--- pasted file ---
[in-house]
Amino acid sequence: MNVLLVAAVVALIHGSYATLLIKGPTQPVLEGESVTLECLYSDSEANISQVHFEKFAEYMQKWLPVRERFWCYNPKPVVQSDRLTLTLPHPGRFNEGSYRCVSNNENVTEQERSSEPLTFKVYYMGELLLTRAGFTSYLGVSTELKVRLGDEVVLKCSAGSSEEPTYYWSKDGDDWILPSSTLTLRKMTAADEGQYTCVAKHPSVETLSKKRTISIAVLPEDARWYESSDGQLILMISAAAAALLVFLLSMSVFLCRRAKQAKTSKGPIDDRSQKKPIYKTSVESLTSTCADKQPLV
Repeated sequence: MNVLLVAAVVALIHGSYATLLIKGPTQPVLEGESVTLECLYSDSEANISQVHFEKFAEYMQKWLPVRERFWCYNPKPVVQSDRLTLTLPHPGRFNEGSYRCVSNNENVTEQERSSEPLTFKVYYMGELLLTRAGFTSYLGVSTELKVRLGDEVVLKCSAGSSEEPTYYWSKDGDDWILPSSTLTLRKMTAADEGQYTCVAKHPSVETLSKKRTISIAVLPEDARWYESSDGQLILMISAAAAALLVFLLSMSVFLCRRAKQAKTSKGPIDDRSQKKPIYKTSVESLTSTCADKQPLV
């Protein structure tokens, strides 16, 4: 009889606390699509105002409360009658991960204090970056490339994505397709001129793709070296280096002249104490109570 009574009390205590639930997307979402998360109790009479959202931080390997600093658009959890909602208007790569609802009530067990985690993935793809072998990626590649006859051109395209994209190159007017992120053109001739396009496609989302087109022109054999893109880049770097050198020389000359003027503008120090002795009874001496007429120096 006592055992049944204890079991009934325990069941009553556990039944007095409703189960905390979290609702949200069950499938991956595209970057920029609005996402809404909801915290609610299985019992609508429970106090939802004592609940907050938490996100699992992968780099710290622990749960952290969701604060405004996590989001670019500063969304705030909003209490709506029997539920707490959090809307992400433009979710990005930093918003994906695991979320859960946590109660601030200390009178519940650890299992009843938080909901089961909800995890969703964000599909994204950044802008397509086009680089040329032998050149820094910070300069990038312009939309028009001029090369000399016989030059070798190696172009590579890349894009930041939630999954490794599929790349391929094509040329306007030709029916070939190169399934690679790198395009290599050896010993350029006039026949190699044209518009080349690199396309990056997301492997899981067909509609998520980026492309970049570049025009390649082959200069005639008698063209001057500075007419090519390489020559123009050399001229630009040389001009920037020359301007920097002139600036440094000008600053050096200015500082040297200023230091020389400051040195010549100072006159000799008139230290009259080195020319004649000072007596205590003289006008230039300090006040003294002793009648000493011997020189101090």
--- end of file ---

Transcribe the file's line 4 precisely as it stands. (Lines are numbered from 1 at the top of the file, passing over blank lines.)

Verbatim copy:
């Protein structure tokens, strides 16, 4: 009889606390699509105002409360009658991960204090970056490339994505397709001129793709070296280096002249104490109570 009574009390205590639930997307979402998360109790009479959202931080390997600093658009959890909602208007790569609802009530067990985690993935793809072998990626590649006859051109395209994209190159007017992120053109001739396009496609989302087109022109054999893109880049770097050198020389000359003027503008120090002795009874001496007429120096 006592055992049944204890079991009934325990069941009553556990039944007095409703189960905390979290609702949200069950499938991956595209970057920029609005996402809404909801915290609610299985019992609508429970106090939802004592609940907050938490996100699992992968780099710290622990749960952290969701604060405004996590989001670019500063969304705030909003209490709506029997539920707490959090809307992400433009979710990005930093918003994906695991979320859960946590109660601030200390009178519940650890299992009843938080909901089961909800995890969703964000599909994204950044802008397509086009680089040329032998050149820094910070300069990038312009939309028009001029090369000399016989030059070798190696172009590579890349894009930041939630999954490794599929790349391929094509040329306007030709029916070939190169399934690679790198395009290599050896010993350029006039026949190699044209518009080349690199396309990056997301492997899981067909509609998520980026492309970049570049025009390649082959200069005639008698063209001057500075007419090519390489020559123009050399001229630009040389001009920037020359301007920097002139600036440094000008600053050096200015500082040297200023230091020389400051040195010549100072006159000799008139230290009259080195020319004649000072007596205590003289006008230039300090006040003294002793009648000493011997020189101090």